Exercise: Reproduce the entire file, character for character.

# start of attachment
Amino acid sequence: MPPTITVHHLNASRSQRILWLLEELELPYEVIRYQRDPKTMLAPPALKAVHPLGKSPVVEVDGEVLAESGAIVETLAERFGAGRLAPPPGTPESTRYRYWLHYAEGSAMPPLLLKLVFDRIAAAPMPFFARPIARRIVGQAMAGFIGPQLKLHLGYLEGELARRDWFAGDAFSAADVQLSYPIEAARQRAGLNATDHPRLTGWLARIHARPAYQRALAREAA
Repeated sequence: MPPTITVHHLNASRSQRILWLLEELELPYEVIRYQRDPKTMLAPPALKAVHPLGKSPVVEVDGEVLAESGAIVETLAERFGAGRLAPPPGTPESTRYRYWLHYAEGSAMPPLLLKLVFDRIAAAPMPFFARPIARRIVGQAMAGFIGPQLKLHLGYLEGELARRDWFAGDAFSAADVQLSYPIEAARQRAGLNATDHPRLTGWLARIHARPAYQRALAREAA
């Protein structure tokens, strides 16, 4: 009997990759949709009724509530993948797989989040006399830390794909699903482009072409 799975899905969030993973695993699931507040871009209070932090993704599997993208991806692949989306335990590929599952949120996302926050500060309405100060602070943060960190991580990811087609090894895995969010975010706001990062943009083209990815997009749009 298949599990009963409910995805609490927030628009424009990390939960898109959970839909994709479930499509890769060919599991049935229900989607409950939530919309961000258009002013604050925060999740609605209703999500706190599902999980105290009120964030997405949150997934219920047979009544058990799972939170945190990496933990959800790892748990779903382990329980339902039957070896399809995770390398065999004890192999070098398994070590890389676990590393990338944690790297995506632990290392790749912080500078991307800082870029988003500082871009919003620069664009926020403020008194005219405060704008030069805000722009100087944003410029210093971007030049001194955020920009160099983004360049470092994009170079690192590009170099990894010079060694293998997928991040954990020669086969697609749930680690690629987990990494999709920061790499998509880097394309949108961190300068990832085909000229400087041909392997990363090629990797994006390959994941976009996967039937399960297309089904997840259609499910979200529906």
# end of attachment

Amino acid sequence: MPPTITVHHLNASRSQRILWLLEELELPYEVIRYQRDPKTMLAPPALKAVHPLGKSPVVEVDGEVLAESGAIVETLAERFGAGRLAPPPGTPESTRYRYWLHYAEGSAMPPLLLKLVFDRIAAAPMPFFARPIARRIVGQAMAGFIGPQLKLHLGYLEGELARRDWFAGDAFSAADVQLSYPIEAARQRAGLNATDHPRLTGWLARIHARPAYQRALAREAA
Repeated sequence: MPPTITVHHLNASRSQRILWLLEELELPYEVIRYQRDPKTMLAPPALKAVHPLGKSPVVEVDGEVLAESGAIVETLAERFGAGRLAPPPGTPESTRYRYWLHYAEGSAMPPLLLKLVFDRIAAAPMPFFARPIARRIVGQAMAGFIGPQLKLHLGYLEGELARRDWFAGDAFSAADVQLSYPIEAARQRAGLNATDHPRLTGWLARIHARPAYQRALAREAA
């Protein structure tokens, strides 16, 4: 009997990759949709009724509530993948797989989040006399830390794909699903482009072409 799975899905969030993973695993699931507040871009209070932090993704599997993208991806692949989306335990590929599952949120996302926050500060309405100060602070943060960190991580990811087609090894895995969010975010706001990062943009083209990815997009749009 298949599990009963409910995805609490927030628009424009990390939960898109959970839909994709479930499509890769060919599991049935229900989607409950939530919309961000258009002013604050925060999740609605209703999500706190599902999980105290009120964030997405949150997934219920047979009544058990799972939170945190990496933990959800790892748990779903382990329980339902039957070896399809995770390398065999004890192999070098398994070590890389676990590393990338944690790297995506632990290392790749912080500078991307800082870029988003500082871009919003620069664009926020403020008194005219405060704008030069805000722009100087944003410029210093971007030049001194955020920009160099983004360049470092994009170079690192590009170099990894010079060694293998997928991040954990020669086969697609749930680690690629987990990494999709920061790499998509880097394309949108961190300068990832085909000229400087041909392997990363090629990797994006390959994941976009996967039937399960297309089904997840259609499910979200529906």